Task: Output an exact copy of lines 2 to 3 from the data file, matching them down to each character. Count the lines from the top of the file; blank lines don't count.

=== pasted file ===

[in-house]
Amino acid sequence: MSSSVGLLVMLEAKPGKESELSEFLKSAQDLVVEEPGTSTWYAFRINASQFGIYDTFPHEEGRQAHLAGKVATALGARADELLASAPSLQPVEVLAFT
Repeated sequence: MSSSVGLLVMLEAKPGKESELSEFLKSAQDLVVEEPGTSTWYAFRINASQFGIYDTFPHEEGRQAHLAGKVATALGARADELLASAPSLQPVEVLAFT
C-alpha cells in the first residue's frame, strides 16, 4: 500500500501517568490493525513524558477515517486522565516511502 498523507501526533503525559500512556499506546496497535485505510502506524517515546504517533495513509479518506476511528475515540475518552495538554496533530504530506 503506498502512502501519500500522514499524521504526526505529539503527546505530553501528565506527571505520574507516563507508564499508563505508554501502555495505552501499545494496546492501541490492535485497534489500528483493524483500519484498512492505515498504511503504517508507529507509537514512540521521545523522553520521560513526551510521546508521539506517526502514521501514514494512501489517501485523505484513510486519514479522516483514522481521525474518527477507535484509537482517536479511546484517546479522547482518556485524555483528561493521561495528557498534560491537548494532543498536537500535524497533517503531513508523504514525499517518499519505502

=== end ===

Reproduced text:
Amino acid sequence: MSSSVGLLVMLEAKPGKESELSEFLKSAQDLVVEEPGTSTWYAFRINASQFGIYDTFPHEEGRQAHLAGKVATALGARADELLASAPSLQPVEVLAFT
Repeated sequence: MSSSVGLLVMLEAKPGKESELSEFLKSAQDLVVEEPGTSTWYAFRINASQFGIYDTFPHEEGRQAHLAGKVATALGARADELLASAPSLQPVEVLAFT